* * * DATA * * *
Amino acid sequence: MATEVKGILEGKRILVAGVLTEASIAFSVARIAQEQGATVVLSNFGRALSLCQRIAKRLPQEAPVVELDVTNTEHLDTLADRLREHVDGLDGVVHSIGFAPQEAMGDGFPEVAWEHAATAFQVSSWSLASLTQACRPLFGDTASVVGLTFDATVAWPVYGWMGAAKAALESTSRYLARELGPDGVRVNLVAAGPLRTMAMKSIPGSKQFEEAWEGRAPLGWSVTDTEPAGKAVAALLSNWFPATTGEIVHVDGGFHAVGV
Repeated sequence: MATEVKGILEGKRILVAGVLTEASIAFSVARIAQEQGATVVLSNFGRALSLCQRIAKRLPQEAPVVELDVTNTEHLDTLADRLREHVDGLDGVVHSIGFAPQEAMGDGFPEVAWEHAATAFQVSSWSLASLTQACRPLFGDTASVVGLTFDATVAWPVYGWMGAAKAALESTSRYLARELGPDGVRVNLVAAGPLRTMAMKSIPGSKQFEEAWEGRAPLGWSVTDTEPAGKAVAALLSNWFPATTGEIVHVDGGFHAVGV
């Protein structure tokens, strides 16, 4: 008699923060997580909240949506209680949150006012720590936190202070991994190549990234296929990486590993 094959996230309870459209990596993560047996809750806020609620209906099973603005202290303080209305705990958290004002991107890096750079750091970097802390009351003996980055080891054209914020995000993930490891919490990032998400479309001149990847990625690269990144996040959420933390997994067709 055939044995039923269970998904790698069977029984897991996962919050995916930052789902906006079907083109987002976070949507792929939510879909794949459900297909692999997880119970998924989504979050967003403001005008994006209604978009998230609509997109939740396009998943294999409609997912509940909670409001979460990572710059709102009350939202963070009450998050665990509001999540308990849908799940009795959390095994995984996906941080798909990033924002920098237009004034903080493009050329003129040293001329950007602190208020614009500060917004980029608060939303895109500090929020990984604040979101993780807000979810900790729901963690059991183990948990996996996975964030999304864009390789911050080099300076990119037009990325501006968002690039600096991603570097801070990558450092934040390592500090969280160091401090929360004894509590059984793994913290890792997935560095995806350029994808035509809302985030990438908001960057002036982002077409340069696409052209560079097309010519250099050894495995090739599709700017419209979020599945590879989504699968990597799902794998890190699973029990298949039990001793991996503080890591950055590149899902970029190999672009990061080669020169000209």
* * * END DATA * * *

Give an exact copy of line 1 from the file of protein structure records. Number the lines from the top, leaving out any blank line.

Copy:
Amino acid sequence: MATEVKGILEGKRILVAGVLTEASIAFSVARIAQEQGATVVLSNFGRALSLCQRIAKRLPQEAPVVELDVTNTEHLDTLADRLREHVDGLDGVVHSIGFAPQEAMGDGFPEVAWEHAATAFQVSSWSLASLTQACRPLFGDTASVVGLTFDATVAWPVYGWMGAAKAALESTSRYLARELGPDGVRVNLVAAGPLRTMAMKSIPGSKQFEEAWEGRAPLGWSVTDTEPAGKAVAALLSNWFPATTGEIVHVDGGFHAVGV